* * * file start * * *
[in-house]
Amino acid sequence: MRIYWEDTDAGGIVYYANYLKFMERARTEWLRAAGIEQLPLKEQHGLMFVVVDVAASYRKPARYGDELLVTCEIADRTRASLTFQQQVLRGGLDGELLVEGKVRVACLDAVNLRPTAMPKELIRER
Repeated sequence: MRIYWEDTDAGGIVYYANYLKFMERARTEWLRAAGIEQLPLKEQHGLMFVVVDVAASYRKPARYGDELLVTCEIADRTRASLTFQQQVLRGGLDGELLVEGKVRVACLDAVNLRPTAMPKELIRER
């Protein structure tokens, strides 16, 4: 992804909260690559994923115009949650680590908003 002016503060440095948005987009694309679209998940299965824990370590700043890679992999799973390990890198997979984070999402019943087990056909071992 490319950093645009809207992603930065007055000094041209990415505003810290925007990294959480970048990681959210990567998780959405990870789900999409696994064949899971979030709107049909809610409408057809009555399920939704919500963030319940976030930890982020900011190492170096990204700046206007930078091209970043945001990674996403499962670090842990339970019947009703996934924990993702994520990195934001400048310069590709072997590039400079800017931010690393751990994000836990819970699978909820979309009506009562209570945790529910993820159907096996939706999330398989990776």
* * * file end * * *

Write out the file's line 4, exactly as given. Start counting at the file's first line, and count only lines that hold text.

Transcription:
């Protein structure tokens, strides 16, 4: 992804909260690559994923115009949650680590908003 002016503060440095948005987009694309679209998940299965824990370590700043890679992999799973390990890198997979984070999402019943087990056909071992 490319950093645009809207992603930065007055000094041209990415505003810290925007990294959480970048990681959210990567998780959405990870789900999409696994064949899971979030709107049909809610409408057809009555399920939704919500963030319940976030930890982020900011190492170096990204700046206007930078091209970043945001990674996403499962670090842990339970019947009703996934924990993702994520990195934001400048310069590709072997590039400079800017931010690393751990994000836990819970699978909820979309009506009562209570945790529910993820159907096996939706999330398989990776």